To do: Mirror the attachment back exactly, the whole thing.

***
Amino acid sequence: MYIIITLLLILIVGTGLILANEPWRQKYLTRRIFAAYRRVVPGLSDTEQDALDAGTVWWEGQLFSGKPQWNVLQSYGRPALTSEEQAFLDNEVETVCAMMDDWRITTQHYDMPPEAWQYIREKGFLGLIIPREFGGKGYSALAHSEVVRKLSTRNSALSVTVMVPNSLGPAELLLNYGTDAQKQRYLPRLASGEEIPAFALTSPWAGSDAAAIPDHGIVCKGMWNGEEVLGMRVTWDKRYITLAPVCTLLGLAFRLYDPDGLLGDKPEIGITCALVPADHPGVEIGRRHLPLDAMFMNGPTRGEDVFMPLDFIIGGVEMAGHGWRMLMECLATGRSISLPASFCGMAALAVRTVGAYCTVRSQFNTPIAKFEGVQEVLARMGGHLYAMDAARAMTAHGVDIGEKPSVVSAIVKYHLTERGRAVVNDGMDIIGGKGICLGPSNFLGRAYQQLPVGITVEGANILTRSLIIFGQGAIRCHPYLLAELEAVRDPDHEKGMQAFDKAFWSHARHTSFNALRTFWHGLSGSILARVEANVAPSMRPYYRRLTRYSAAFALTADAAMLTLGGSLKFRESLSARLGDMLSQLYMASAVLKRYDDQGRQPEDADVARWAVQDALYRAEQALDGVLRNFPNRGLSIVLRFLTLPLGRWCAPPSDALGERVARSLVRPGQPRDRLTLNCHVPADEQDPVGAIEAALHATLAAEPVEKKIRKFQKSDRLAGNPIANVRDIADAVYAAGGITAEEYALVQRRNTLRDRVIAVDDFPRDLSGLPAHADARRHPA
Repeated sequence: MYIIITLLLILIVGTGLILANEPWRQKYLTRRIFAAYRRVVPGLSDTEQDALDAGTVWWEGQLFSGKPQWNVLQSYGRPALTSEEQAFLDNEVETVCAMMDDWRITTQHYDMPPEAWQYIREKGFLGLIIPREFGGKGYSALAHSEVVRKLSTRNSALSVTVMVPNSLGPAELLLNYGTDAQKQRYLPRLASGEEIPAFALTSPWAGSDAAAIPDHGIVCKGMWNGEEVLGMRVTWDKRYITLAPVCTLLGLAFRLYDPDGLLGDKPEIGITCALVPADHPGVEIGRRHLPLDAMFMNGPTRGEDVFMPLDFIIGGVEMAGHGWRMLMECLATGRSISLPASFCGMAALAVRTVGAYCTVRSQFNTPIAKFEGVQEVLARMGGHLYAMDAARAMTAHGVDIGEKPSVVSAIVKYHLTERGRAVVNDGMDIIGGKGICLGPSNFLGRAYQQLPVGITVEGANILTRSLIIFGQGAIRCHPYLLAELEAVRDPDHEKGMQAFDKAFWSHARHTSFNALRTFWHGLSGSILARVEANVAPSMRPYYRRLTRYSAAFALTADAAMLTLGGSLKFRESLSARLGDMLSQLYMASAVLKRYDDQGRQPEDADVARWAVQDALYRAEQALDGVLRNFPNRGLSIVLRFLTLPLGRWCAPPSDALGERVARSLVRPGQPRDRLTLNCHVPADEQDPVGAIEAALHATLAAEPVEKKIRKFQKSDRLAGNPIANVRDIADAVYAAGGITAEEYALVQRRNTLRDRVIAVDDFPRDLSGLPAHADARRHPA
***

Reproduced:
Amino acid sequence: MYIIITLLLILIVGTGLILANEPWRQKYLTRRIFAAYRRVVPGLSDTEQDALDAGTVWWEGQLFSGKPQWNVLQSYGRPALTSEEQAFLDNEVETVCAMMDDWRITTQHYDMPPEAWQYIREKGFLGLIIPREFGGKGYSALAHSEVVRKLSTRNSALSVTVMVPNSLGPAELLLNYGTDAQKQRYLPRLASGEEIPAFALTSPWAGSDAAAIPDHGIVCKGMWNGEEVLGMRVTWDKRYITLAPVCTLLGLAFRLYDPDGLLGDKPEIGITCALVPADHPGVEIGRRHLPLDAMFMNGPTRGEDVFMPLDFIIGGVEMAGHGWRMLMECLATGRSISLPASFCGMAALAVRTVGAYCTVRSQFNTPIAKFEGVQEVLARMGGHLYAMDAARAMTAHGVDIGEKPSVVSAIVKYHLTERGRAVVNDGMDIIGGKGICLGPSNFLGRAYQQLPVGITVEGANILTRSLIIFGQGAIRCHPYLLAELEAVRDPDHEKGMQAFDKAFWSHARHTSFNALRTFWHGLSGSILARVEANVAPSMRPYYRRLTRYSAAFALTADAAMLTLGGSLKFRESLSARLGDMLSQLYMASAVLKRYDDQGRQPEDADVARWAVQDALYRAEQALDGVLRNFPNRGLSIVLRFLTLPLGRWCAPPSDALGERVARSLVRPGQPRDRLTLNCHVPADEQDPVGAIEAALHATLAAEPVEKKIRKFQKSDRLAGNPIANVRDIADAVYAAGGITAEEYALVQRRNTLRDRVIAVDDFPRDLSGLPAHADARRHPA
Repeated sequence: MYIIITLLLILIVGTGLILANEPWRQKYLTRRIFAAYRRVVPGLSDTEQDALDAGTVWWEGQLFSGKPQWNVLQSYGRPALTSEEQAFLDNEVETVCAMMDDWRITTQHYDMPPEAWQYIREKGFLGLIIPREFGGKGYSALAHSEVVRKLSTRNSALSVTVMVPNSLGPAELLLNYGTDAQKQRYLPRLASGEEIPAFALTSPWAGSDAAAIPDHGIVCKGMWNGEEVLGMRVTWDKRYITLAPVCTLLGLAFRLYDPDGLLGDKPEIGITCALVPADHPGVEIGRRHLPLDAMFMNGPTRGEDVFMPLDFIIGGVEMAGHGWRMLMECLATGRSISLPASFCGMAALAVRTVGAYCTVRSQFNTPIAKFEGVQEVLARMGGHLYAMDAARAMTAHGVDIGEKPSVVSAIVKYHLTERGRAVVNDGMDIIGGKGICLGPSNFLGRAYQQLPVGITVEGANILTRSLIIFGQGAIRCHPYLLAELEAVRDPDHEKGMQAFDKAFWSHARHTSFNALRTFWHGLSGSILARVEANVAPSMRPYYRRLTRYSAAFALTADAAMLTLGGSLKFRESLSARLGDMLSQLYMASAVLKRYDDQGRQPEDADVARWAVQDALYRAEQALDGVLRNFPNRGLSIVLRFLTLPLGRWCAPPSDALGERVARSLVRPGQPRDRLTLNCHVPADEQDPVGAIEAALHATLAAEPVEKKIRKFQKSDRLAGNPIANVRDIADAVYAAGGITAEEYALVQRRNTLRDRVIAVDDFPRDLSGLPAHADARRHPA